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Texas moves to seize Warren Jeffs' polygamist ranch compound

A search and seizure warrant is taped to the locked entrance gate of the Yearning for Zion Ranch, owned by the Fundamentalist Church of Jesus Christ of Latter Day Saints, Wednesday, Nov. 28, 2012, outside of El Dorado, Texas. AP Photo/San Angelo Standard-Times, Kimberley Meyer

A search and seizure warrant is taped to the locked entrance gate of the Yearning for Zion Ranch, owned by the Fundamentalist Church of Jesus Christ of Latter Day Saints, Wednesday, Nov. 28, 2012, outside of El Dorado, Texas.
AP Photo/San Angelo Standard-Times, Kimberley Meyer

(CBS/AP) AUSTIN, Texas - The Texas attorney general moved Wednesday to seize ownership of Warren Jeffs' ranch where the polygamist sect leader and his followers are accused of sexually assaulting dozens of children.

VIDEO: "48 Hours" takes a closer look at jailed FLDS leader Warren Jeffs

A judge will determine whether to grant the state control of the nearly 1,700-acre property owned by the Fundamentalist Church of Jesus Christ of Latter Day Saints(FLDS). Tax records put the land's value at over $33 million.

In their seizure case, prosecutors allege that Warren financed the property through money laundering. The sect bought the land for about $1.1 million in 2003, according to an affidavit filed Wednesday.

Texas Rangers raided the ranch in April 2008 following a call to a domestic abuse hotline that turned out to be false, and took 439 children into state custody. Last year, Jeffs was convicted of sexually assaulting two minors whom he described as his spiritual wives. At trial, prosecutors presented DNA evidence to show he fathered a child with one of those girls, age 15.

Jeffs, 56, is serving a life prison term in Texas. He has continued to try to lead his roughly 10,000 followers from behind bars. The sect is a radical offshoot of mainstream Mormonism whose members believe polygamy brings exaltation in heaven.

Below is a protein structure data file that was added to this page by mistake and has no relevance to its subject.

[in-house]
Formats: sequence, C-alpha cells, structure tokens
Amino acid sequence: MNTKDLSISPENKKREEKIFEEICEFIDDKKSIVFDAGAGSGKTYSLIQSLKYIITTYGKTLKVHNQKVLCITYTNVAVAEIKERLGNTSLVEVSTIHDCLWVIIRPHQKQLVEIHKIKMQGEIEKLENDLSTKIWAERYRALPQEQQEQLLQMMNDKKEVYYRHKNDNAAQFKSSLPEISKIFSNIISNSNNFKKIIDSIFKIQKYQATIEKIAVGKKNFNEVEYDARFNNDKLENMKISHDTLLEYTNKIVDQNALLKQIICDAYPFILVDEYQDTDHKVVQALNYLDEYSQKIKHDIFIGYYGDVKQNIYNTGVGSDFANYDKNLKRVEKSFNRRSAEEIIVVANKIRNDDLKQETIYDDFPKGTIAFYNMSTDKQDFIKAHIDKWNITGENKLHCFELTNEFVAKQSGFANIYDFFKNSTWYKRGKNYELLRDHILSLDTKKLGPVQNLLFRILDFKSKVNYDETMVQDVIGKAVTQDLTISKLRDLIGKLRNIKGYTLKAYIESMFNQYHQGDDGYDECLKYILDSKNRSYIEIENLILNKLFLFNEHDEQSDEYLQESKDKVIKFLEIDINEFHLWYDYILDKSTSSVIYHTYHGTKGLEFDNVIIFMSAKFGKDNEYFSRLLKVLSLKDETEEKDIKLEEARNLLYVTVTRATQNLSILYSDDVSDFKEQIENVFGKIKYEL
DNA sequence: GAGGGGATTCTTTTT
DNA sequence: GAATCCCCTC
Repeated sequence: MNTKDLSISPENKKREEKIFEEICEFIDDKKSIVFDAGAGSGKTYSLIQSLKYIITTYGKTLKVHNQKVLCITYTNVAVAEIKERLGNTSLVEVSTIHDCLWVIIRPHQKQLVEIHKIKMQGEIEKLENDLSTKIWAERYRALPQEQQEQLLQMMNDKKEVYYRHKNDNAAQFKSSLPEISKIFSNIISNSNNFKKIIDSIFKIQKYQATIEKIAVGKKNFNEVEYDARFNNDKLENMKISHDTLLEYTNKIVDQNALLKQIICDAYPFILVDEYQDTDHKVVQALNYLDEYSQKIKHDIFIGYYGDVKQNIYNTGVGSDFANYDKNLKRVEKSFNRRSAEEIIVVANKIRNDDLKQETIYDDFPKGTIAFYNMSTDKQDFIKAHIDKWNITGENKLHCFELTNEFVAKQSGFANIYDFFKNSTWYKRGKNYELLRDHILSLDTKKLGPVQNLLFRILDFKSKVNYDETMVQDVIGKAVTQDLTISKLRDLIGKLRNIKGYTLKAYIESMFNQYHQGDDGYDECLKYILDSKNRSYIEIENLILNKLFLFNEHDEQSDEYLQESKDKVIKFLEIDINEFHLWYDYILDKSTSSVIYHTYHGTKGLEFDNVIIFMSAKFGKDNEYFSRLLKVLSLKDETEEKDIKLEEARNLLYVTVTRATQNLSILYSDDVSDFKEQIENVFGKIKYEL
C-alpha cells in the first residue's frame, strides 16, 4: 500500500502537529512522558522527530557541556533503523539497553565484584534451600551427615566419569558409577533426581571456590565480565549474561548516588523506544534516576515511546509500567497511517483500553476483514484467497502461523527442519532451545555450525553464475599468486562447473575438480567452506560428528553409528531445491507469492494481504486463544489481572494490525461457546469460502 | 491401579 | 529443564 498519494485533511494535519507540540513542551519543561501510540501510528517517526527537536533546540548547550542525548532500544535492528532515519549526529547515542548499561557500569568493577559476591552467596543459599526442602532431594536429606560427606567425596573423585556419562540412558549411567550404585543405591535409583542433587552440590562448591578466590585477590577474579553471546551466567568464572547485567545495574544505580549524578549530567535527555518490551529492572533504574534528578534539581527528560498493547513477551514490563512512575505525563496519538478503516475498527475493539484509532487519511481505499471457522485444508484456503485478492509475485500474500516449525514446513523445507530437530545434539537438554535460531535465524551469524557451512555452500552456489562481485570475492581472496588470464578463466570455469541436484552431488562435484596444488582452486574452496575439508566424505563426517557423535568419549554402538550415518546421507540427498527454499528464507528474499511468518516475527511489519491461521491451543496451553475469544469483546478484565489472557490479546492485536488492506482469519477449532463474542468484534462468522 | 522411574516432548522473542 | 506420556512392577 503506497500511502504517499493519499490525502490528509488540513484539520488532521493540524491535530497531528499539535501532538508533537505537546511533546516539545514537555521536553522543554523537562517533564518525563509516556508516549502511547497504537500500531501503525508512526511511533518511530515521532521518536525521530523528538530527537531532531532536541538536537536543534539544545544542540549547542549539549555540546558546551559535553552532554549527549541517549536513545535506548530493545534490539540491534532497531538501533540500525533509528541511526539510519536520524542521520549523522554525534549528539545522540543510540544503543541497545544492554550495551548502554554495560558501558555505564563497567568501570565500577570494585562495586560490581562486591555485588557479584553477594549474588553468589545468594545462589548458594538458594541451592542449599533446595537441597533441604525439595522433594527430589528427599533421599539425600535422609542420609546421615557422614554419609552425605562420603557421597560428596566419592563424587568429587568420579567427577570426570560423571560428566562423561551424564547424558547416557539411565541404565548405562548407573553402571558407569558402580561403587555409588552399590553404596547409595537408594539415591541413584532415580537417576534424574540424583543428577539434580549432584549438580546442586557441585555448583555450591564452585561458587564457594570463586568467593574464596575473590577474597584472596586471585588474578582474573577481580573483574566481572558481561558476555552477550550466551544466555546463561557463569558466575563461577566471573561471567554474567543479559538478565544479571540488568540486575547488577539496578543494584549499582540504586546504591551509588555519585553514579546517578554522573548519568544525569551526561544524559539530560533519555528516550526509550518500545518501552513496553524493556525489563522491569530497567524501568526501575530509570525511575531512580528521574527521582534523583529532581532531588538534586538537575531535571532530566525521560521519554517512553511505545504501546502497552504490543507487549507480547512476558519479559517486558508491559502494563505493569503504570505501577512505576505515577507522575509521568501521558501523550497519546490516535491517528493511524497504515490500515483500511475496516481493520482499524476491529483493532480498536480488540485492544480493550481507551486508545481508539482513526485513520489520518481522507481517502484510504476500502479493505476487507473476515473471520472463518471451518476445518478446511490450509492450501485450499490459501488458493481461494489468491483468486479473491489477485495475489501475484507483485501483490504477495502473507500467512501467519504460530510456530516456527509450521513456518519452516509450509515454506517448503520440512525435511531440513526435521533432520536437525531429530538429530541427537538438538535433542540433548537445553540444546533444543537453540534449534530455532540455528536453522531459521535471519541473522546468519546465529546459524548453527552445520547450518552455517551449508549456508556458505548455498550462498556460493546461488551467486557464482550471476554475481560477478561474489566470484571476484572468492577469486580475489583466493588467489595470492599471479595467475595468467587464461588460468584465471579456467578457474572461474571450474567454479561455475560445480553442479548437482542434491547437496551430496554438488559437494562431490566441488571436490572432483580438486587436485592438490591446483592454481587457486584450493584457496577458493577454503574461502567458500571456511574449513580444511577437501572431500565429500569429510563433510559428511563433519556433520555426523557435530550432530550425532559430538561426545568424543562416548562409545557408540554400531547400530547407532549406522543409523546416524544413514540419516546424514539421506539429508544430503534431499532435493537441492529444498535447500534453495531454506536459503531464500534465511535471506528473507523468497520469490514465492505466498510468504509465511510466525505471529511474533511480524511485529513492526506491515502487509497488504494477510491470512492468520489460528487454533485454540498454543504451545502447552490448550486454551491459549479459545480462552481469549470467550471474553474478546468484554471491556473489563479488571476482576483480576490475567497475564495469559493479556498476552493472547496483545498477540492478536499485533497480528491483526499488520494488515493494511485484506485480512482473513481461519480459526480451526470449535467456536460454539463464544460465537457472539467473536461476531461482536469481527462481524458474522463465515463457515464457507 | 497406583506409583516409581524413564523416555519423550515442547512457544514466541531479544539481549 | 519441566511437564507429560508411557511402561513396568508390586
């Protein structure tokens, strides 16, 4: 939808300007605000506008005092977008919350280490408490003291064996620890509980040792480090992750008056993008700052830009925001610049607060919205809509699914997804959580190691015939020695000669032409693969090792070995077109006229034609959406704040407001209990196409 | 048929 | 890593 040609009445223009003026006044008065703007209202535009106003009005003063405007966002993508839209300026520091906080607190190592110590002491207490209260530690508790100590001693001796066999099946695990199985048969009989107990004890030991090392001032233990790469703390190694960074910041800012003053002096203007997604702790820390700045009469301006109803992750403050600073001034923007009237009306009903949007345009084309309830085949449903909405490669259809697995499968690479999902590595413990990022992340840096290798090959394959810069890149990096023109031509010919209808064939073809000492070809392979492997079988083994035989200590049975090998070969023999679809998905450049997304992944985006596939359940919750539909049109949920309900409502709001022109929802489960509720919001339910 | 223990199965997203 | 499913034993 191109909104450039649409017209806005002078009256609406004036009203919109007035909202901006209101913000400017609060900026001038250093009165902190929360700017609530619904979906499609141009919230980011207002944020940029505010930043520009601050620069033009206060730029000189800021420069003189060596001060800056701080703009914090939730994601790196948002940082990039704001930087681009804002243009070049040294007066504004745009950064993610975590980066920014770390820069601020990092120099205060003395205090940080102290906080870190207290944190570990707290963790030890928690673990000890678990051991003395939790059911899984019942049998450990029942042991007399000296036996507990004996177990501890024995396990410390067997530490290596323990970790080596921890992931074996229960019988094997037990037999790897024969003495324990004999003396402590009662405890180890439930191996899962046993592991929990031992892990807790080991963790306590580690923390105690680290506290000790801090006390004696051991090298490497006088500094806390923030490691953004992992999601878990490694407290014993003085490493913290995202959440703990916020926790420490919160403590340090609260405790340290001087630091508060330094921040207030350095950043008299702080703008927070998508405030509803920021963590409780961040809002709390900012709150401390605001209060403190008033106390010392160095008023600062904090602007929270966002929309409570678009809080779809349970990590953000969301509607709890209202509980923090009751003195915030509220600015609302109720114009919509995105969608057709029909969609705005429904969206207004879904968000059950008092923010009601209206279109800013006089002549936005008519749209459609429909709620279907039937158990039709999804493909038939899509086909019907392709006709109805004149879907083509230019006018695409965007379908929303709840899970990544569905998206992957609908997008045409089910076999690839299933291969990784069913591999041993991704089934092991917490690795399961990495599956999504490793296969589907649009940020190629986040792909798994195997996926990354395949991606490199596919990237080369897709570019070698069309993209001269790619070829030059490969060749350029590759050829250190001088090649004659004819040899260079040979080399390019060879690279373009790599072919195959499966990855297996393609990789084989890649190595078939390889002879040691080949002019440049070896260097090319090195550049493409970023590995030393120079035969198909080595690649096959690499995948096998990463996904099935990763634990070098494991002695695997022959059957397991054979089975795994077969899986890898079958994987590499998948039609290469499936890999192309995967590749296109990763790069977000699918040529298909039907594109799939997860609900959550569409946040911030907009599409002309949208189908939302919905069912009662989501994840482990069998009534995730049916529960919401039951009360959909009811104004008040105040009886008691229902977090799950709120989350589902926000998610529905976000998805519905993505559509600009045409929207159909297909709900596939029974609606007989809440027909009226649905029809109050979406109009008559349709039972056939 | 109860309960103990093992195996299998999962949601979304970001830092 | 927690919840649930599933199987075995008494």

Rod Parker, a Nevada attorney for the FLDS, told the Salt Lake Tribune that it seemed the state's purpose was to take the land and sell it to the highest bidder, which would result in sect members living at the ranch likely being evicted.

"They're punishing the victims. These aren't the people who committed the crimes," Parker told the newspaper.

It's not known how many people still live at the secluded ranch about 200 miles west of San Antonio, but the seizure warrant does not require them to leave.

Schleicher County Sheriff David Doran said the population at the ranch has "reduced quite a bit over the last several months" since Jeffs was convicted. Dolan said he believes only a small contingent of members are still there keeping the ranch working.

Doran said his deputies accompanied state investigators to deliver the warrant at the ranch. No one answered, so Doran said they taped the warrant to the ranch's front gate.

Strickland, the attorney general's spokesman, said it was too early to speculate about what the state would do with the property if given ownership. The group will have a chance to contest any seizure.

According to the state's affidavit, the ranch is controlled under the name the United Order of Texas, which is described in county filings as a "religious trust created to preserve and advance the religious doctrines and goals of the FLDS."

In the affidavit, prosecutors allege that sect members illegally structured financial transactions and that Jeffs personally toured the ranch before the land was purchased.

The Texas attorney general's office, however, has not formally charged any FLDS members with any financial crimes.

Complete coverage of Warren Jeffs on Crimesider

  • Crimesider Staff

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